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Semiannual Report to Congress

October 1, 2001ĖMarch 31, 2002
Office of the Inspector General


MESSAGE FROM THE INSPECTOR GENERAL

This semiannual report summarizes the work of the Office of the Inspector General (OIG) from October 1, 2001, through March 31, 2002. The audits, inspections, investigations, reviews, and other activities highlighted in this report illustrate our continuing commitment to helping improve the integrity and efficiency of Department of Justice (Department) operations.

Since the September 11 terrorist attacks, the OIG has joined other Department components in focusing many of our resources on oversight involving the Departmentís counterterrorism priorities. For example, the OIG initiated and completed four follow-up reviews, based on previously issued OIG reports, that examined Immigration and Naturalization Service (INS) programs critical to preventing terrorists or criminals from entering or remaining in the United States. The OIG also initiated a series of reviews in the Federal Bureau of Investigation (FBI), including examinations of the FBIís use of counter-terrorism funds, its management of information technology systems, and its allocation of resources to handle the many crimes under its jurisdiction.

The USA Patriot Act directed the Inspector General to "receive and review" allegations of civil rights and civil liberties abuses by Department employees. In furtherance of this mandate, the OIG is investigating several specific allegations of abuse and has initiated an inspection of the civil rights and civil liberties protections afforded non-citizens detained in certain facilities in the aftermath of the September 11 terrorist attacks.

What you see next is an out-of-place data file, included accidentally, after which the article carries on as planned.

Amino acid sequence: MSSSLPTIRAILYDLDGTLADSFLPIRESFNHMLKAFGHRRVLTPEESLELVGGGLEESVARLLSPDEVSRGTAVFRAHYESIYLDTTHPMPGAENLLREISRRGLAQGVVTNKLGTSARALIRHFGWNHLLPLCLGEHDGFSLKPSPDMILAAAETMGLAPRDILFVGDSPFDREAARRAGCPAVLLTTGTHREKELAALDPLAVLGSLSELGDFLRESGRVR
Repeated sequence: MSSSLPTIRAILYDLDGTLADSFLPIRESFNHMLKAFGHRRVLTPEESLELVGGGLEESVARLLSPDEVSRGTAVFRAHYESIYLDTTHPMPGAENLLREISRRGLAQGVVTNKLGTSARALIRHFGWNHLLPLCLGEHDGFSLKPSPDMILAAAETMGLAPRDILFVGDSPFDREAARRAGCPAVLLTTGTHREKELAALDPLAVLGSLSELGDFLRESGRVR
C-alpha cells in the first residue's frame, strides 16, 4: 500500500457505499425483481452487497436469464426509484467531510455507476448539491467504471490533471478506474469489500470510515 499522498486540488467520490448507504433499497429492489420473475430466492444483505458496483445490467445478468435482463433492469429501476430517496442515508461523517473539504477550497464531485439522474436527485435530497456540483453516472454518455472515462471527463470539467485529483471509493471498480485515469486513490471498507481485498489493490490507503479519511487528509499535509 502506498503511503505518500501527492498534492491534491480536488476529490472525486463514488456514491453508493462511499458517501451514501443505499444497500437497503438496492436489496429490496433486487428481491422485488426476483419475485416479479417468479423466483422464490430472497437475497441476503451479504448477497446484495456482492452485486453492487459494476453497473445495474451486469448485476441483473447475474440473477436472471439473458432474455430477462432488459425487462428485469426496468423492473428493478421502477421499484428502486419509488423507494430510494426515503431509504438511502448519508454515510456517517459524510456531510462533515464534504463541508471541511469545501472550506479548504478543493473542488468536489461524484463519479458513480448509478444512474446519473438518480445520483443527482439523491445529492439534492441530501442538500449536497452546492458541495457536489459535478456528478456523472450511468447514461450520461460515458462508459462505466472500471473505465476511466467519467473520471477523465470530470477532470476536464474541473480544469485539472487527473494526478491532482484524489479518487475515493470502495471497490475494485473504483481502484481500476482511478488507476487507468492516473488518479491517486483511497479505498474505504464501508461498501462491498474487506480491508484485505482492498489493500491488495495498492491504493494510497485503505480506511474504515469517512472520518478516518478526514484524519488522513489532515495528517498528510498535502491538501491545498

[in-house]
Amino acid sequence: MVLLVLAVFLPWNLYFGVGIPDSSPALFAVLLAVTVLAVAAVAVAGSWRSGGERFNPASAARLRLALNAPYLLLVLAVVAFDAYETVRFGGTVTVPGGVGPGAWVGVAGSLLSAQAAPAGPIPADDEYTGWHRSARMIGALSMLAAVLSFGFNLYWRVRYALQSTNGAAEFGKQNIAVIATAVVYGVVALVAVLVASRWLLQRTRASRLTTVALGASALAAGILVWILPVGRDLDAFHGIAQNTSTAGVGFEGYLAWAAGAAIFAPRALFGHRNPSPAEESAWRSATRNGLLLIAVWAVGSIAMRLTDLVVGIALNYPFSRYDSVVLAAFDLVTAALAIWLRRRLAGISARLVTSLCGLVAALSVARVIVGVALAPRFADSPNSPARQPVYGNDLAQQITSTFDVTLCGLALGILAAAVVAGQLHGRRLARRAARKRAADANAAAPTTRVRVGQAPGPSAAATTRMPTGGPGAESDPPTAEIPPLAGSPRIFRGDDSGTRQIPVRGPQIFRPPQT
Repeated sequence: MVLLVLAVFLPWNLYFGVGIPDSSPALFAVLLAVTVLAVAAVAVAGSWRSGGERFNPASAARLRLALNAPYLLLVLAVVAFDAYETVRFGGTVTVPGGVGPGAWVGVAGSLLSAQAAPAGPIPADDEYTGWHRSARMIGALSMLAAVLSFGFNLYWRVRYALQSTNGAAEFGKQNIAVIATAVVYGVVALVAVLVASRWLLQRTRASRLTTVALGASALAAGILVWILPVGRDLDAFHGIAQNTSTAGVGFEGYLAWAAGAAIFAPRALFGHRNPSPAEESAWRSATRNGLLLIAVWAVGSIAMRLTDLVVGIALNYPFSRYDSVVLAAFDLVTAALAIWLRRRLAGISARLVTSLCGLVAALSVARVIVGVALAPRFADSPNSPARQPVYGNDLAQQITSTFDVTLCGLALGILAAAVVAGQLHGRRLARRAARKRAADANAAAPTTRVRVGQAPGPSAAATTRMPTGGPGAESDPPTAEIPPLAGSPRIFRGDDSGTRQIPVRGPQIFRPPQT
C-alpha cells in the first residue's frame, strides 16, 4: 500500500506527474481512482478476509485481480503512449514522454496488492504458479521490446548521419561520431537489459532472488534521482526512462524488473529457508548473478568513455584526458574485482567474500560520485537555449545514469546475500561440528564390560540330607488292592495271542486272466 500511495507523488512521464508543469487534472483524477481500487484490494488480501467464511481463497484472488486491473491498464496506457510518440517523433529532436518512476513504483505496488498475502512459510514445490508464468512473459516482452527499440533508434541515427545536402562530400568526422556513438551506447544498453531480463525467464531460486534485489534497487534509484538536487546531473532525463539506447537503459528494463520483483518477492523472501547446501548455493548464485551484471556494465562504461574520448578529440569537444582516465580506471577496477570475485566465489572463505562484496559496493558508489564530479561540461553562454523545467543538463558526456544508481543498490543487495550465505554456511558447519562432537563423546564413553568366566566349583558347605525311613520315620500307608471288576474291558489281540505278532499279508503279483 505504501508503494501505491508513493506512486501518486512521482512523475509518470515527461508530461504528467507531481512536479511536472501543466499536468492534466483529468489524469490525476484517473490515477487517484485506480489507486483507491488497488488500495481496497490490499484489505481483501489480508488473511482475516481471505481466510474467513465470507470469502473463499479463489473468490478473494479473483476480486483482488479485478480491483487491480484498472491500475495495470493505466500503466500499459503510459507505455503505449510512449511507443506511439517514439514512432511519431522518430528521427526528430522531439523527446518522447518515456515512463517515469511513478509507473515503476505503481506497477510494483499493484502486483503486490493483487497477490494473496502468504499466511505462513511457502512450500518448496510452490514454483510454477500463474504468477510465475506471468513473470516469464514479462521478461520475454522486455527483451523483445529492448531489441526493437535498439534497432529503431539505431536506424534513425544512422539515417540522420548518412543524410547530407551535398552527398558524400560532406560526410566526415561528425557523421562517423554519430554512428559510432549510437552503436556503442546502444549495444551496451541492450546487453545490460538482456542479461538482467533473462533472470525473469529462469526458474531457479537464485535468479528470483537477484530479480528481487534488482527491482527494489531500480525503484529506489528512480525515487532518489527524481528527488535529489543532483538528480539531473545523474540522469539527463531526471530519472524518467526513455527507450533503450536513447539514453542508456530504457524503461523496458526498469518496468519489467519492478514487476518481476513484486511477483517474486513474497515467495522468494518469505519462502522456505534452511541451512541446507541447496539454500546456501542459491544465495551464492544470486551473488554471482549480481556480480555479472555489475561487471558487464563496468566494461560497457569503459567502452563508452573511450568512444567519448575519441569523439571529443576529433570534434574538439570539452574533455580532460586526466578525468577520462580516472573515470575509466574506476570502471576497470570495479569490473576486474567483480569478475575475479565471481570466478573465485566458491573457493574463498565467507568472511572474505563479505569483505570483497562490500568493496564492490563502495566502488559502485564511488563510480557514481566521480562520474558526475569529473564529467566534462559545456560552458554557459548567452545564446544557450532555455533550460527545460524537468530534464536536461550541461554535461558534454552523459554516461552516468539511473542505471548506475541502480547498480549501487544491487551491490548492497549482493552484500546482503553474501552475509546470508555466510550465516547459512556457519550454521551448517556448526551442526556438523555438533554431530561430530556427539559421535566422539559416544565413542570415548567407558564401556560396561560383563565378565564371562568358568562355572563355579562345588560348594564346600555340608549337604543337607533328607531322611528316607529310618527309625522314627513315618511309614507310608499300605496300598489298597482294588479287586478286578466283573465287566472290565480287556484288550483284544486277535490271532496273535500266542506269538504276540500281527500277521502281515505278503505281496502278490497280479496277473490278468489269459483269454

This report also describes several sensitive investigations undertaken at the request of the Attorney General and Congress, such as our ongoing investigation of the FBIís actions in connection with the Robert Hanssen espionage case and a review of the INSís actions in sending confirmation notices of student visa approvals to a Florida flight school for two of the terrorists involved in the September 11 attacks.

On March 19, 2002, the OIG issued a comprehensive report on the belated production of docu-ments in the Oklahoma City bombing case. This report found that widespread failures by the FBI led to the belated disclosure of more than 1,000 documents related to the trials of Timothy McVeigh and Terry Nichols. The OIG made ten recommendations for discipline of several FBI employees, as well as a series of systemic recommendations relating to the FBIís computer systems and document management.

This reporting period also marks the first 6-month period in which the OIG has had authority to investigate allegations of misconduct involving FBI and Drug Enforcement Administration (DEA) employees. We appreciate the Attorney Generalís confidence in the OIG by assigning us these new responsibilities, and we are grateful to Congress for providing additional funding to help us meet these expanded duties.

Glenn Fine's signature
Glenn A. Fine
Inspector General
April 30, 2002